Researchers Find that 80% of ICOs in 2017 Were Scams
The initial coin offering (ICO) list for 2018 is booming. According to the statistics, more than $12 billion has been raised by ICOs so far this year, which is almost $1 billion more than 2017’s total. For all intents and purposes, the market for crypto fundraisers is in a positive place. However, according to a study by the Statis Group, all is not as rosy as it seems.
ICO Scam List Grows in 2017
With many people still asking what is ICO X or Y, scammers have seen an opportunity to strike. Taking advantage of the uninformed, criminals have been using ICOs to dupe unsuspecting investors. Reviewing the ICO register for 2017, researchers at the Statis Group found that 80% were scams. Although the researchers’ definition of a scam was slightly broader than a deliberate ruse to take people’s money, they found that $1.34 billion was donated to rogue projects.
“Over 70 percent of ICO funding (by $ volume) to-date went to higher quality projects, although over 80 percent of projects (by # share) were identified as scams,” reads the report.
Overall, many of those identified as a scam had died i.e. the projects/coins had disappeared and weren’t listed on any exchanges. However, three ICOs were responsible for the bulk of misdirected investments: Pincoin ICO ($660 million), Arisebank ICO ($600 million) and the Savedroid ICO ($50 million). The latest findings come at a time when Bitmain founder Jihan Wu has criticized ICOs. Talking to CoinGeek, Wu said that the current rate of growth is unsustainable and the ICO token sale bubble will eventually burst.
ICO Security Improving
For many, the ICO crypto boom is a result of 2017’s surge of interest in digital currencies. With non-experts seeing coins as a way of making some “easy” money, interest has turned to initial coin offerings. As is often the case when new money floods a market, scammers aren’t far behind. Although the latest research has made the headlines because cryptos are a hot topic, the reality is that this type of thing happens in a number of industries. However, even though scams are a natural part of doing business, there are those that are working to limit the damage they can do.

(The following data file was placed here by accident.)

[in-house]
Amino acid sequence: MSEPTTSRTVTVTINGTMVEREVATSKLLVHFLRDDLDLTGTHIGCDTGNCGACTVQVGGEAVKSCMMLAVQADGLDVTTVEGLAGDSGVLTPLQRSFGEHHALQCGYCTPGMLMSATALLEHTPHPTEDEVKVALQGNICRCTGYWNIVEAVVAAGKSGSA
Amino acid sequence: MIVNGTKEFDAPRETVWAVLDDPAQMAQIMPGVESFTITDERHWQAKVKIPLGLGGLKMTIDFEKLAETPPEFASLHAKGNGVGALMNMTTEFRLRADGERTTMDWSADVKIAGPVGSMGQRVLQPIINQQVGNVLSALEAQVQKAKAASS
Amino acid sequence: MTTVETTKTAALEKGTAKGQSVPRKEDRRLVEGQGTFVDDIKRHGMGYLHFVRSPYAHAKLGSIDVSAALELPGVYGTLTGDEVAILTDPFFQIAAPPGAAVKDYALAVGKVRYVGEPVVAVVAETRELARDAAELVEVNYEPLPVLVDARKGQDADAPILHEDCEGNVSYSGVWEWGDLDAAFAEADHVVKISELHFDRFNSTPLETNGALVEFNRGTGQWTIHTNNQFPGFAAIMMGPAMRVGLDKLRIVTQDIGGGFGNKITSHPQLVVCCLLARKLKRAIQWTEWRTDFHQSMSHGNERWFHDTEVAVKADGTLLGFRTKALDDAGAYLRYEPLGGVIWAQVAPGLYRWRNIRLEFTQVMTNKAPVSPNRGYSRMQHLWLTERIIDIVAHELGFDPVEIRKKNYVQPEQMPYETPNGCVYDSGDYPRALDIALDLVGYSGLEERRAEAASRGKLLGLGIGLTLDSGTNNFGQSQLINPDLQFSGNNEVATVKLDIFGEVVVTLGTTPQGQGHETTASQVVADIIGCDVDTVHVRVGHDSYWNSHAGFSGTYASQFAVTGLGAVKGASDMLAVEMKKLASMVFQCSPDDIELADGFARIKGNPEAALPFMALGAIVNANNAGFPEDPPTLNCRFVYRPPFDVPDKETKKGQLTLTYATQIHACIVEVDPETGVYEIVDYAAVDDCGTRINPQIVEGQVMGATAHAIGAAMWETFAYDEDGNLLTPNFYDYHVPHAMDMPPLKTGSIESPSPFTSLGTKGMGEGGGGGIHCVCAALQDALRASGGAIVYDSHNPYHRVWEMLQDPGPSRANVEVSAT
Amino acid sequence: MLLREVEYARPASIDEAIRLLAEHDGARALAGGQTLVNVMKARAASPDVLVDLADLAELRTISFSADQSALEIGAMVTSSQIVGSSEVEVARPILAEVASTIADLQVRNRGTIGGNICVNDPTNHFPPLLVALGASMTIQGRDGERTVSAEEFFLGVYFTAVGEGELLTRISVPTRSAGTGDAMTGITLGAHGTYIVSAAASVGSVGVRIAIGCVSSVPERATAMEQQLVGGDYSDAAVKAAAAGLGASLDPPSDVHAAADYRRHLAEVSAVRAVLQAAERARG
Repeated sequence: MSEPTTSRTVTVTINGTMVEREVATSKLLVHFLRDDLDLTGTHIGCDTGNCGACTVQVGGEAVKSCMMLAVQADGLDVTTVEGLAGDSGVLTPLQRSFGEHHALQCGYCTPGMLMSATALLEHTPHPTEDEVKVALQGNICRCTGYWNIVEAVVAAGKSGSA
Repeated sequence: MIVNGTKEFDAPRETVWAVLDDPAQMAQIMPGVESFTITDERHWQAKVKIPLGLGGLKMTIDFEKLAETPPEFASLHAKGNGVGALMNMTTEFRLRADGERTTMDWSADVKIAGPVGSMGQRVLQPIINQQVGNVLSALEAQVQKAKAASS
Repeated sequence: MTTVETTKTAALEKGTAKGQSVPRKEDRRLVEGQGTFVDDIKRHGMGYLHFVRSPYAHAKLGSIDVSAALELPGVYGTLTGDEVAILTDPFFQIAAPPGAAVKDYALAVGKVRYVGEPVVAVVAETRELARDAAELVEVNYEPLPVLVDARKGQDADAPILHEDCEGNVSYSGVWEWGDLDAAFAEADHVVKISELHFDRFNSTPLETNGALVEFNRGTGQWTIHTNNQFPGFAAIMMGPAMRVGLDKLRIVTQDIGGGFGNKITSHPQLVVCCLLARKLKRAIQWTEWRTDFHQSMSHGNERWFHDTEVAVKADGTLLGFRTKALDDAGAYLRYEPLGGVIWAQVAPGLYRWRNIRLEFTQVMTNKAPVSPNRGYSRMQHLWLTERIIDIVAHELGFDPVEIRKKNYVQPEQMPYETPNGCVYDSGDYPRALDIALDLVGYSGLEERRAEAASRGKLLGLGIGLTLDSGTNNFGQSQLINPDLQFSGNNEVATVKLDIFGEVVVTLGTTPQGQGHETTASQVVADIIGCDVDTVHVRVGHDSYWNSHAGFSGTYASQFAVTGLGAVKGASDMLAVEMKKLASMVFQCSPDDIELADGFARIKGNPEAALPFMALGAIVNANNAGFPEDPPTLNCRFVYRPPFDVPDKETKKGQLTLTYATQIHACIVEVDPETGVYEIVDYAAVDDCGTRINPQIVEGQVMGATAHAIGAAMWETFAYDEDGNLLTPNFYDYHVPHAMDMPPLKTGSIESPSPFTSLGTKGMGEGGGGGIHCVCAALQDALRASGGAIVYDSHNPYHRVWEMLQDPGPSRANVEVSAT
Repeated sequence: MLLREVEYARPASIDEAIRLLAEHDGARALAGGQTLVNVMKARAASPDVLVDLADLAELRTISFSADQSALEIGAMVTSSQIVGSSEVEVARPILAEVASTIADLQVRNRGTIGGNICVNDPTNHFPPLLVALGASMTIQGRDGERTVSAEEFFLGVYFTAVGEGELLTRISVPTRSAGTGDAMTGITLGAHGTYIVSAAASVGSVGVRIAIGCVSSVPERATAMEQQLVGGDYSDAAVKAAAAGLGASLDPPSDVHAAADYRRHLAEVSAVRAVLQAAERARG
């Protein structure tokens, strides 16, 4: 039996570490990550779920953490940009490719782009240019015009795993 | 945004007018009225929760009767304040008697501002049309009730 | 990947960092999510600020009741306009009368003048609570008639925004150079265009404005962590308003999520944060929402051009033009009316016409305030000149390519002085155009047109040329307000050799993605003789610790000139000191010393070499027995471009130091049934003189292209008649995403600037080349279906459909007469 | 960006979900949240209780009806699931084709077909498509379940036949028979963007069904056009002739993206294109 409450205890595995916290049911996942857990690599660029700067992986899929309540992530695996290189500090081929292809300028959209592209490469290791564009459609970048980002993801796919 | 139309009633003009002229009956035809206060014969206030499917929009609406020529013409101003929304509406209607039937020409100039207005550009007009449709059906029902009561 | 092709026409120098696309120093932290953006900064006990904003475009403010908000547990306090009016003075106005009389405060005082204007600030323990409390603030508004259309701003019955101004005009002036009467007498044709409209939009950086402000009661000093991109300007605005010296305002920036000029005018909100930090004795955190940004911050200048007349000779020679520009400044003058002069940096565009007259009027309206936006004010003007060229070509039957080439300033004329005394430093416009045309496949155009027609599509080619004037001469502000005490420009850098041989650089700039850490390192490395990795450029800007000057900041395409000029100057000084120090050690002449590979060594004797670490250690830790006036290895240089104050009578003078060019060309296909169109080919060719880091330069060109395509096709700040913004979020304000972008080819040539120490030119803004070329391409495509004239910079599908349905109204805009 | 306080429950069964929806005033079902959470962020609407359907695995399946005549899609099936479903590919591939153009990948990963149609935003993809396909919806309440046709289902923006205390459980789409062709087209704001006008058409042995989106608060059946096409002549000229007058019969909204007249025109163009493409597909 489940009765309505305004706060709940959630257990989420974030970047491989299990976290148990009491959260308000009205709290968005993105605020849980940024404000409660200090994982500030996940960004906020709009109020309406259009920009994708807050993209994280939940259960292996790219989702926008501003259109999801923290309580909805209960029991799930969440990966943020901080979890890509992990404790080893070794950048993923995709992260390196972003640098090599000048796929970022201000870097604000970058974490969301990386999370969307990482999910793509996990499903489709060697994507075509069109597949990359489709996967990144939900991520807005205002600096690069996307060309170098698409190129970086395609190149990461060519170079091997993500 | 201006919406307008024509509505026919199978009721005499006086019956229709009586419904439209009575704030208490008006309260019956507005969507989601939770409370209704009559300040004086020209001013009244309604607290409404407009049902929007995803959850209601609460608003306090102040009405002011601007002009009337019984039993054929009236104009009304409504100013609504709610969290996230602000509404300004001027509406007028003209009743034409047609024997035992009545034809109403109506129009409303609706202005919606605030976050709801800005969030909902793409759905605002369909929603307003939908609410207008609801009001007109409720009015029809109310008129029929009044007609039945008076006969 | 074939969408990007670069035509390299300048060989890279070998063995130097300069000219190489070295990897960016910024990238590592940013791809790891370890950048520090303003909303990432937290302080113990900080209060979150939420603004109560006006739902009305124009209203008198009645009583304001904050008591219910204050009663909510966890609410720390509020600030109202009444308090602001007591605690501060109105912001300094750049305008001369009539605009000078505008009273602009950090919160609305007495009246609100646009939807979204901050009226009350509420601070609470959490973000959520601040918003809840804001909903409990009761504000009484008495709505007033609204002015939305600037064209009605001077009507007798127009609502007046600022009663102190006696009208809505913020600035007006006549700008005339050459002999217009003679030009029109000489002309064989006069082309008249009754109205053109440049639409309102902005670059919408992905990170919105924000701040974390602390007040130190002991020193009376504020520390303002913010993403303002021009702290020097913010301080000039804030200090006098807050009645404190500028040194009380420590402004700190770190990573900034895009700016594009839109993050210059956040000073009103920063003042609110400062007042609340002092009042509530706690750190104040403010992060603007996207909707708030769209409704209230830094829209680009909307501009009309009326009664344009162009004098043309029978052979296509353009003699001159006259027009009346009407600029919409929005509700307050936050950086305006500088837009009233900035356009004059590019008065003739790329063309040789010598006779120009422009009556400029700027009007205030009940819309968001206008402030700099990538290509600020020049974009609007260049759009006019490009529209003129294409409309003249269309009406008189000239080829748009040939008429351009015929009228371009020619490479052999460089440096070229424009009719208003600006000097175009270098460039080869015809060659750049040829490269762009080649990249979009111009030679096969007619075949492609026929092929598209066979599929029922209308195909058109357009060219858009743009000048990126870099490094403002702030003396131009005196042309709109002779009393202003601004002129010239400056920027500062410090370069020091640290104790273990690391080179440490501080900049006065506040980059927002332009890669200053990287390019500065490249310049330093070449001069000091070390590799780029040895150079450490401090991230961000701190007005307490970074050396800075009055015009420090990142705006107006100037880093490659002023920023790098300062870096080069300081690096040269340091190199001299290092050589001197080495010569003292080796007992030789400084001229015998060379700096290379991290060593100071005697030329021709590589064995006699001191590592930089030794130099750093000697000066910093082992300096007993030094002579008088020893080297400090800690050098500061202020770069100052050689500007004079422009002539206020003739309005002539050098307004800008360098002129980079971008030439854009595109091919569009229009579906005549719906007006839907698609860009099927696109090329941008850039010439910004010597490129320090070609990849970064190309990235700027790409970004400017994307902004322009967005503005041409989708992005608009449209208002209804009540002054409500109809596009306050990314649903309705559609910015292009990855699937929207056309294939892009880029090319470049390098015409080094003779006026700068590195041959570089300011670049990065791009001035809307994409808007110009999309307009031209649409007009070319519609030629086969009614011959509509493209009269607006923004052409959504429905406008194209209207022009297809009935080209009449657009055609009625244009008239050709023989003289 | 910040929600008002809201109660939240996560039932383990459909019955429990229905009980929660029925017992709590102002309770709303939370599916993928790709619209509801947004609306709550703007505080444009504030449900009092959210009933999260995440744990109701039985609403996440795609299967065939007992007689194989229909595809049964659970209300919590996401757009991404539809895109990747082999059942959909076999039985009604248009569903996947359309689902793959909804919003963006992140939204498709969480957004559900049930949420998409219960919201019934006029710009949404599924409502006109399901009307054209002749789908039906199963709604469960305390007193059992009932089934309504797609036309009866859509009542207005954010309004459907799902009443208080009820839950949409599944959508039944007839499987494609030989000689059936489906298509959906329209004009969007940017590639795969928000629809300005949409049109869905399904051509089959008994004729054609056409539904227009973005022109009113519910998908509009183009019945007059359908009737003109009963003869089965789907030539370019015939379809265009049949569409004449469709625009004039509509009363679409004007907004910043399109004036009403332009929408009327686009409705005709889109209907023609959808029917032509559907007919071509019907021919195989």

After falling victim to an ICO scam, Patrick Kim set about creating a new security protocol. Off the back of this, the Uppward browser extension has been launched. Available for Chrome users, the add-on monitors websites and sends the user a warning if it looks suspicious. For anyone sizing up the latest ICO list, this should become a standard tool. However, for the industry at large, regulation is crucial. In recent weeks, financial institutions such as German exchange Stuttgart Börse have announced its intention to launch an ICO register in 2019.
Through these innovations, the average consumer will be offered a better level of protection. Although scammers will always seep through the cracks, the ICO industry is moving in the right direction. Every fledgeling industry has to learn from its mistakes and it seems as though 2017 may go down as a learning curve for the ICO market.